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Listen to Each Other’s Stories

posted Thursday June 29th, 2017

 

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A couple of things are clear. Eventually, the U.S. Senate will vote on so-called health care reform. And it won’t be pretty. Maybe it won’t be as bad as we think, maybe they won’t cut 22 million people from the rolls. Or maybe it will be worse. I write a lot about Down syndrome, but this post is not about that (although really, it’s about every person — including Sophie — who has a pre-existing condition). Today my friend and long time Mothers Who Write workshop student Noan has given me permission to publish a post she shared on Facebook earlier this week. Take a look. Call or write your senator, if that’s your thing. Put names and faces and unforgettable stories out there. They need to be out there. As Noan wrote, “I told [the senators]  I thought the surest path towards understanding and compromise is to listen to each other’s stories. I asked them to please take the time to listen to mine.”

Here is hers. 

Bedtime

I would place the first three medications on a brightly colored plastic plate, then set the plate down on the couch in front of the TV and holler, “Elizabeth, come do your plate.” As she got older, I would frequently recite the purpose of these treatments. “First, do the Ventolin and the Advair to open up your airways. Next, the Flutter device to get you coughing. Coughing is good for you because it moves the mucus out of your airways. And always do TOBI (inhaled tobramycin) last. TOBI is an antibiotic- it fights infection – so you want to breathe it as deep into your lungs as possible.”

My youngest daughter, Elizabeth, has cystic fibrosis. Elizabeth was diagnosed with CF at the age of four months, so for as long as she can remember her bedtime routine has included a series of medical treatments. Every evening, while she and her sister watched their favorite TV shows, Elizabeth did her nightly breathing treatments. And while she was doing her breathing treatments, my husband or I would set up her feeding pump.

When she was eleven years old, Elizabeth had a g-tube (gastrostomy tube) placed into her stomach so she could do nighttime enteral tube feedings. She was tired of feeling tired, she was tired of not growing and as she told me at the time, she was tired of being “that skinny girl.” She had me glue decorative crystals onto her g-tube – the soft, plastic button protruding from her stomach. She wanted to look cute when she wore her bikini on the beach. And she did.

Once evening breathing treatments were done and she was hooked up to her feeding pump, Elizabeth would prick her finger and we would check her blood sugar levels. Then she would take the remaining medications I’d laid out on a napkin on the kitchen counter – a syringe filled with insulin (to treat cystic fibrosis related diabetes), Actigal (to treat CF-related liver disease), oral antibiotics (to treat on-going sinus and respiratory infections), a handful of digestive enzymes (to treat pancreatic insufficiency) and half a cup of magnesium citrate (to treat intestinal blockages).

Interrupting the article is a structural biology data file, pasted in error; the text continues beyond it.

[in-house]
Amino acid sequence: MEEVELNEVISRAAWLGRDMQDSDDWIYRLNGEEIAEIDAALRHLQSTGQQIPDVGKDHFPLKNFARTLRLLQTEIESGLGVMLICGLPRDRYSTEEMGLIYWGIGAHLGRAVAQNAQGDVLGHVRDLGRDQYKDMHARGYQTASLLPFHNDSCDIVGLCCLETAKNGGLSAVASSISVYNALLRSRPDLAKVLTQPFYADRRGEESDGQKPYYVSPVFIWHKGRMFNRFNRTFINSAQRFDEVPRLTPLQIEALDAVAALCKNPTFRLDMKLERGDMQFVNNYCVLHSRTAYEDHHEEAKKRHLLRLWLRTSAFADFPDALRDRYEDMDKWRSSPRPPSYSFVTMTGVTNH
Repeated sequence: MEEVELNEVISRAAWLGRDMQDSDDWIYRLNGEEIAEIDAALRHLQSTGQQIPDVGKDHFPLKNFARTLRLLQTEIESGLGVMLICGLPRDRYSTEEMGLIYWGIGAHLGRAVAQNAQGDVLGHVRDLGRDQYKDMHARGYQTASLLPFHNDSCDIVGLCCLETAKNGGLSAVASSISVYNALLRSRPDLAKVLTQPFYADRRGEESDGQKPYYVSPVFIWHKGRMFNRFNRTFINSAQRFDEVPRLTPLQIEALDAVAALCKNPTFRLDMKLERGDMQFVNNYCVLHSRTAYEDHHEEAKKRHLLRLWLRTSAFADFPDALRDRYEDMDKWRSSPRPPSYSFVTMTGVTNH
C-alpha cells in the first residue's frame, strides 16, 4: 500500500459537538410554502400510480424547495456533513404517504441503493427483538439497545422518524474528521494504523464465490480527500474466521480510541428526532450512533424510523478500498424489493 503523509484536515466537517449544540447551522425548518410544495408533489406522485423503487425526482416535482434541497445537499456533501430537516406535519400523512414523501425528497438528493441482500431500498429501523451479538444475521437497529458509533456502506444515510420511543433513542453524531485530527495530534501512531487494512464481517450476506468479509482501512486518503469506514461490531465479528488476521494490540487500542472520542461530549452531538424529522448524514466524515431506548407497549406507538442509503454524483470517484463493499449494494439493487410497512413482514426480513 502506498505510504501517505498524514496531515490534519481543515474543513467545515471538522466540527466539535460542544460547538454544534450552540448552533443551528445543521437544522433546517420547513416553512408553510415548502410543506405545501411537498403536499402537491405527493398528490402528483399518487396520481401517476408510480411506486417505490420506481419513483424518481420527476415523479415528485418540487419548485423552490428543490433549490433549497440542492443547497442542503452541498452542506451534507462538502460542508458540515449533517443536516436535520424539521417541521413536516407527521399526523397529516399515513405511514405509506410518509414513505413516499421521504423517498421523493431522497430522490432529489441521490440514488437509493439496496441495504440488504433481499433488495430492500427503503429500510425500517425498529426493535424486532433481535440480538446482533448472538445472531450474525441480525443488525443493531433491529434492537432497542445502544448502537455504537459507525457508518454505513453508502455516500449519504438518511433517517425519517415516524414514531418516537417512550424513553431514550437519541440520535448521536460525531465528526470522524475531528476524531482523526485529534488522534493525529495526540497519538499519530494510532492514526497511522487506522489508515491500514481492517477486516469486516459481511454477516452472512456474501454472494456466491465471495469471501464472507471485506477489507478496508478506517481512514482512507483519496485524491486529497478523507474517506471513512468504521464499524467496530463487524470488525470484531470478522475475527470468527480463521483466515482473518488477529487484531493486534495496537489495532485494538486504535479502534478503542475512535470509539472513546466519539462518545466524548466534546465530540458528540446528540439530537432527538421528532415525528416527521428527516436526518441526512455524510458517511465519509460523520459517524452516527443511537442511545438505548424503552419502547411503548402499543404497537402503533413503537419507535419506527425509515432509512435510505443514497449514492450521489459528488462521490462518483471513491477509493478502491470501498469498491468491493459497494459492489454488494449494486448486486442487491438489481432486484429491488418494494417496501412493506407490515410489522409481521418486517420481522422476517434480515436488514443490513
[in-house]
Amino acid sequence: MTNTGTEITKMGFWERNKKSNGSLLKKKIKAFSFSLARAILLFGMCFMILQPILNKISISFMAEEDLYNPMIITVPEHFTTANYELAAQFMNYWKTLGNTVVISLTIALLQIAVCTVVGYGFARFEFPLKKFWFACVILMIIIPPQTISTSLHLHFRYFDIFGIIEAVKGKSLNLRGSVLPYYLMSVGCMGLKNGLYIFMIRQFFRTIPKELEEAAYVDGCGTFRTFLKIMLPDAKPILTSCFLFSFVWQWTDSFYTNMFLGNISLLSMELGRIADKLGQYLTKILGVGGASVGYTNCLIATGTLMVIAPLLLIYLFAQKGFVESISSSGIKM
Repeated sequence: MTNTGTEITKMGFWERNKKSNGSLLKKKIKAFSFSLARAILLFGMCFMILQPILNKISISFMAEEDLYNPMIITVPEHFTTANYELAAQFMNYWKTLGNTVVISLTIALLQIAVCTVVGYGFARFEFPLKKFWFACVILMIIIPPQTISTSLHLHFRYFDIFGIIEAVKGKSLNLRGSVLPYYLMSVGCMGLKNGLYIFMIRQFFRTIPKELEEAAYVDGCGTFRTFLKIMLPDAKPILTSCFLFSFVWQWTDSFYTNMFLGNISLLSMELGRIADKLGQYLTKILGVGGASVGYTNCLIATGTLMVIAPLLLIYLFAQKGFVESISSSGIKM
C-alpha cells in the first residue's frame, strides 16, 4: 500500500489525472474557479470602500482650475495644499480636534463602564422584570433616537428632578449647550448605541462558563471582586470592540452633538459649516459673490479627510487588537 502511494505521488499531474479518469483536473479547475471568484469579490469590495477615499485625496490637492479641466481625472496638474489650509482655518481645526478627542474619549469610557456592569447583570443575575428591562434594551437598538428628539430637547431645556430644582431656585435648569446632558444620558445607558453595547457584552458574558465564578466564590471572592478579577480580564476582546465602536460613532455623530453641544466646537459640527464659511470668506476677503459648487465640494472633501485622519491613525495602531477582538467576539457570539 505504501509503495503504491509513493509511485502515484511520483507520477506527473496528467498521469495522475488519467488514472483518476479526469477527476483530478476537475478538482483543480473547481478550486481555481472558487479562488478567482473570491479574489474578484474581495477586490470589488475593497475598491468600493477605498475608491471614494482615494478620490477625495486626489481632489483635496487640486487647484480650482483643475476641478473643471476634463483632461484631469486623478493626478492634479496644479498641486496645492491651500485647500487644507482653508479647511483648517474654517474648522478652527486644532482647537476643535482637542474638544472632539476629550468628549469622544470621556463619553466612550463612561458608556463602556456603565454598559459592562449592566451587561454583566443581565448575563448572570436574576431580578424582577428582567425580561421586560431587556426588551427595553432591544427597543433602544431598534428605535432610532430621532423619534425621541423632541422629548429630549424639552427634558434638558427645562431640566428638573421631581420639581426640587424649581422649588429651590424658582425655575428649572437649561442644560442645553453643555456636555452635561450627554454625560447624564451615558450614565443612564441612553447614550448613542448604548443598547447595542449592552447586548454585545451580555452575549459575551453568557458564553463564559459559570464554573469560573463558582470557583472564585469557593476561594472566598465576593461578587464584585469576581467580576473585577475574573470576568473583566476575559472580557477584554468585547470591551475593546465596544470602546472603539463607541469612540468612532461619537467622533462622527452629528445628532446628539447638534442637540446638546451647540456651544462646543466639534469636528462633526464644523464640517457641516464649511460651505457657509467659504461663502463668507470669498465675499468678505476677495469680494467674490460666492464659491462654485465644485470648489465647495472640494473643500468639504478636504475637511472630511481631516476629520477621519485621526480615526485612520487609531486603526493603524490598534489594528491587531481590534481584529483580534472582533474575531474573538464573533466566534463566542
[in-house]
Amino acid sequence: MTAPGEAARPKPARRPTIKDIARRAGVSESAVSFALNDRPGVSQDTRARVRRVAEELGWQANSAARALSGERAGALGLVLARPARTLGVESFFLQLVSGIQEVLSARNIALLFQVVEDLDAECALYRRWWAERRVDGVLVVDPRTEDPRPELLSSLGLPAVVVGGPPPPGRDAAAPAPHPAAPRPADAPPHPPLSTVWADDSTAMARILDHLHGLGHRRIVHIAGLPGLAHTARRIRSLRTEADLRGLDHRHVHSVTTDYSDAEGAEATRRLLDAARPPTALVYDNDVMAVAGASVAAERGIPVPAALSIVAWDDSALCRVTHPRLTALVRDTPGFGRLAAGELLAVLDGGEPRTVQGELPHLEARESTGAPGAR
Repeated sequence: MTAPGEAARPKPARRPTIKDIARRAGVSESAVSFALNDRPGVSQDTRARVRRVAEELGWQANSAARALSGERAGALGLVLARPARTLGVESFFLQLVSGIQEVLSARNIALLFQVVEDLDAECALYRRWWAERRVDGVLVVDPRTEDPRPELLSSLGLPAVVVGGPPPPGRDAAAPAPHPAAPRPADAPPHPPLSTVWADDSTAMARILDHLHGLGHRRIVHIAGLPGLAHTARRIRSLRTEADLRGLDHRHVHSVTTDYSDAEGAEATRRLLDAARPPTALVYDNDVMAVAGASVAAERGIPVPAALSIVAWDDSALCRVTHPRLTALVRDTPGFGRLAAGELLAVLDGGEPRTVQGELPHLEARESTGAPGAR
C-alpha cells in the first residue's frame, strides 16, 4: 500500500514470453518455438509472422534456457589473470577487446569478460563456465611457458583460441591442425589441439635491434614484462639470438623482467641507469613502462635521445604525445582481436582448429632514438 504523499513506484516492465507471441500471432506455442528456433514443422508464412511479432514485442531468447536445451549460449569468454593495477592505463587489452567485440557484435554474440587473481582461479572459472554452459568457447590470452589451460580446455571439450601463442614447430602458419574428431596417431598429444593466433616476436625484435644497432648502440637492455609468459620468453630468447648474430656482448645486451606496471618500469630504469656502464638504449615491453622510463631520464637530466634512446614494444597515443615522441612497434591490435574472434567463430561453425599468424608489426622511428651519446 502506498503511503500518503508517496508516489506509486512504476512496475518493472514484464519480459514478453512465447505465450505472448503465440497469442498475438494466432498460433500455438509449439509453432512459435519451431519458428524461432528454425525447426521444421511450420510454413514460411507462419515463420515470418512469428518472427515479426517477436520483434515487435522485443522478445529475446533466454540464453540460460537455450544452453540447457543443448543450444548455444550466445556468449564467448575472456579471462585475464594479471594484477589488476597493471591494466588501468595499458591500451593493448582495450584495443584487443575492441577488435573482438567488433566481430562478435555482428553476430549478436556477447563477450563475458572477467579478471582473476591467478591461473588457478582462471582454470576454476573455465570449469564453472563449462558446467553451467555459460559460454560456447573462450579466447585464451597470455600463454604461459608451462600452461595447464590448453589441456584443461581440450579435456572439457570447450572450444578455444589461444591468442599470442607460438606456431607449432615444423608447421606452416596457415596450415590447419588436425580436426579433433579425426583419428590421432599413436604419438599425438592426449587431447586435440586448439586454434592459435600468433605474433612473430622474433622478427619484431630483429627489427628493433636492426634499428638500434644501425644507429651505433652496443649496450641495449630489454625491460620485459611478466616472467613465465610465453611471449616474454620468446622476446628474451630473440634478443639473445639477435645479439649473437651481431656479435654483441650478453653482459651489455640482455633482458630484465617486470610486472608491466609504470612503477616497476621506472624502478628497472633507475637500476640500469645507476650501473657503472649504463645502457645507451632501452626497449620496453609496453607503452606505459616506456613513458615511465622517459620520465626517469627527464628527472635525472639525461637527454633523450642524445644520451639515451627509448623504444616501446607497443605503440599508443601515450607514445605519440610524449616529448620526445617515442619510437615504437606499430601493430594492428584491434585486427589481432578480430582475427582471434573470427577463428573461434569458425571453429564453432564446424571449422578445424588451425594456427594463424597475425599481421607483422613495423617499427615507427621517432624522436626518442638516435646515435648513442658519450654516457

When Elizabeth was healthy, these were the treatments she did. For her, they were as routine as brushing her teeth before bed. They were squeezed into a childhood filled with sleepovers and softball games, doctor appointments and hospitalizations, cello lessons and prom dates.

Elizabeth is 25 years old now and living in a distant city. I recently spoke with her on the phone. She was with a new boyfriend, visiting his family’s horse ranch. “So, you like this new boyfriend?” I asked.

Yes, she said.

Is he there right now?

Uh-huh.

Okay, so just say a number. On a scale of 1 to 10 – how much do you like him?

Nine, she said.

Before she hung up, I asked her what she remembers about bedtime in our house. We would always read, she said, and then you would tuck me in and you would say that cute rhyme: All tucked in and roasty toasty / Blow me a kiss good night / Close your eyes ‘til morning comes / Happy dreams and sleep tight.

 

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One Response to “Listen to Each Other’s Stories”

  1. bravo . . we have a story too and I so champion this one . . without that medicaid and dear Obama care our KK would not have been able to have the care and treatment she needed . .there’s not a minute I’m not forever, over the top grateful, not a minute I’m not militant about the audacity of trying to take this away from other families who just want to tuck their families safely into bed at night !! s

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My Heart Can't Even Believe It: A Story of Science, Love, and Down Syndrome is available from Amazon and 
Changing Hands Bookstore
. For information about readings and other events, click here.
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